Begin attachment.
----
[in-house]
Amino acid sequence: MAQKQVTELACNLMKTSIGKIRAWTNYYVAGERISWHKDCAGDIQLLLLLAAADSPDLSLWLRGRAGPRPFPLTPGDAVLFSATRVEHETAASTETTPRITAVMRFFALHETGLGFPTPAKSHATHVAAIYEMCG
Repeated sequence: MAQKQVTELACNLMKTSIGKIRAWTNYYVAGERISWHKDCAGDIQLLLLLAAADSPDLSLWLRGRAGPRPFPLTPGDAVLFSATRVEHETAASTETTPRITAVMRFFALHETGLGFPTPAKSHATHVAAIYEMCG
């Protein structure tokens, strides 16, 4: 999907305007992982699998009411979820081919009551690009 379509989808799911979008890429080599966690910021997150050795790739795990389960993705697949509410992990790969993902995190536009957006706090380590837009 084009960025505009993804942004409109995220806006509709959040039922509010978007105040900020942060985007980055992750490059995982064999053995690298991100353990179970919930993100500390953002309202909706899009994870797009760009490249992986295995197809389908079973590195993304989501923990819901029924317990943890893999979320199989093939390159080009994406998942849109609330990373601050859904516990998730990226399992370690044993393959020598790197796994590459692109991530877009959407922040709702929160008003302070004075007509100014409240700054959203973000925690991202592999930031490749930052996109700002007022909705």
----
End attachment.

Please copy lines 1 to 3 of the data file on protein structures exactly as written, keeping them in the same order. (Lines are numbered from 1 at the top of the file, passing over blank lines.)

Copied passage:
[in-house]
Amino acid sequence: MAQKQVTELACNLMKTSIGKIRAWTNYYVAGERISWHKDCAGDIQLLLLLAAADSPDLSLWLRGRAGPRPFPLTPGDAVLFSATRVEHETAASTETTPRITAVMRFFALHETGLGFPTPAKSHATHVAAIYEMCG
Repeated sequence: MAQKQVTELACNLMKTSIGKIRAWTNYYVAGERISWHKDCAGDIQLLLLLAAADSPDLSLWLRGRAGPRPFPLTPGDAVLFSATRVEHETAASTETTPRITAVMRFFALHETGLGFPTPAKSHATHVAAIYEMCG